Review: King Crimson at the State Theatre in Minneapolis

Robert Fripp and Company Keep Unraveling Mysteries

Image: DGM Live

There are artists who conjure a sense of enigma simply by doing their own thing. King Crimson has been an exemplar of this paradigm for much of their on-again, off-again, five-decade existence. In concert last Monday night at the State Theatre in Minneapolis, they made a convincing case for continuing to unravel their mysteries.

Appearing in their latest incarnation as an eight-piece band with three drummers and a very effective septuagenarian horn and flute player, their fulcrum, as always, is professorial guitarist Robert Fripp, who unleashes squalls of scalding riffage while perched on a stool, generally looking as though he could well be playing in a practice room at an interstellar conservatory.

The sound, also as always, tended to be very heavy and very precise, veering between lumbering menace and athletic instrumental passages of jaw-dropping power, though this is a different beast than the band of the past 30-odd years due to the absence of singer-guitarist Adrian Belew, an energetic frontman and one of the most innovative instrumentalist of his generation. Unfortunately his tenure had recently been marked by diminishing returns and the sense of a collaboration grown largely stale (at least measured by recorded output).

Fripp will, of course, outlast them all. King Crimson is not quite a case of l’etat c’est moi, but it’s a good starting place for understanding how the band works. This time out, he’s assembled players from across a spectrum of his combo’s history, and by the time this concert hit the half-hour mark it became apparent that this roll of the artistic dice is one that yields sensible and very appealing results.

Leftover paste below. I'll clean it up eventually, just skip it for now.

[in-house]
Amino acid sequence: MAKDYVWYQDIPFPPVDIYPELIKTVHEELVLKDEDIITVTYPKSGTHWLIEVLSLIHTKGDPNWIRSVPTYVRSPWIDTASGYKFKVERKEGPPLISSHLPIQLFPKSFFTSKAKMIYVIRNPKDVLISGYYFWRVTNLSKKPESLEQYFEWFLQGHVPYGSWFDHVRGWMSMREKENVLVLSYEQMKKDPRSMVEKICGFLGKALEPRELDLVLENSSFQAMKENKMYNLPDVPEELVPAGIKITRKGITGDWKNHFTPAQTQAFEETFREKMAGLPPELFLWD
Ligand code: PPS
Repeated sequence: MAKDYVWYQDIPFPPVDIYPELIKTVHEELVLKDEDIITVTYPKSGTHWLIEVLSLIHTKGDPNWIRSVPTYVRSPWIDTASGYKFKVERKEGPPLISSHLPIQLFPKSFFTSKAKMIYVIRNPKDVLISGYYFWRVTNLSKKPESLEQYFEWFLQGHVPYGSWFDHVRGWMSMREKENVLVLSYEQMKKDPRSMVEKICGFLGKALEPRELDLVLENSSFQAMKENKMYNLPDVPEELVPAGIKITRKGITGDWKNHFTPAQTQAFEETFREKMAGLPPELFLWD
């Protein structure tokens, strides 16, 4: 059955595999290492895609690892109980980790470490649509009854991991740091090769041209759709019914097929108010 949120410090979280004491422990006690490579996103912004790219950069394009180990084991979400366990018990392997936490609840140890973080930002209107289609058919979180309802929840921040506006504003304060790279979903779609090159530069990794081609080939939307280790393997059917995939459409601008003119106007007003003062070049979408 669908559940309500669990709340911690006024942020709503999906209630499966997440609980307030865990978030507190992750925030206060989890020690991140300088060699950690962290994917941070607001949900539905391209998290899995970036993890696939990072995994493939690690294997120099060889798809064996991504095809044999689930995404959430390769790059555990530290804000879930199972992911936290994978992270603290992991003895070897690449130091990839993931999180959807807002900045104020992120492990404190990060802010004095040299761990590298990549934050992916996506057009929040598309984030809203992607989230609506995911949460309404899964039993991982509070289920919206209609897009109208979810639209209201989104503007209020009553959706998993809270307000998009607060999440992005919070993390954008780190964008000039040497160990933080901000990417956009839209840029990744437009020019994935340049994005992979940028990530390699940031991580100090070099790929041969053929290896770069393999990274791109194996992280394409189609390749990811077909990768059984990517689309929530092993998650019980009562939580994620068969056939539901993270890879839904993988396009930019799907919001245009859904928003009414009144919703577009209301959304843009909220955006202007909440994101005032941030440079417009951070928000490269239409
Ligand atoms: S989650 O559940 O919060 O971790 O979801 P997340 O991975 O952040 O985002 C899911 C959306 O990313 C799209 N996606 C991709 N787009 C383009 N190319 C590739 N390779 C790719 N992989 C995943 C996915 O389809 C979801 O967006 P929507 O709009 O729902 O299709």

This show seesaws between a couple of modes, from the grinding gamelan of later Belew years to, surprisingly enough, a return to a 1970s mode combining airy vocal passages with metallic thunder and impossibly rising tension. The two co-exist almost seamlessly, wedded by thundering percussion and a soaring high end that combine to evoke something approximating a balletic dinosaur.

It’s hard to imagine the band attracting too many converts at this date, which is a shame. There’s a lot of timelessness in their playing that crosses genres, and in shedding some of the sludge of recent years they seem to be clearing their heads, finding a way to unite their different modes and spheres, and making tentative gestures toward something new and immediate (though a deficit of memorable original tunes has been a bugbear in recent years).

But really, just watch them: eight players in suits and ties, straining themselves mightily to do honor to one of the most distinctive visions in the history of music. They are indeed doing so, in an enthralling three hours that ends up feeling enveloping, joyful, happily crushing, and entirely idiosyncratic. They’re an enduring enigma, but it’s thrilling to see them playing with such power and doing it in plain sight.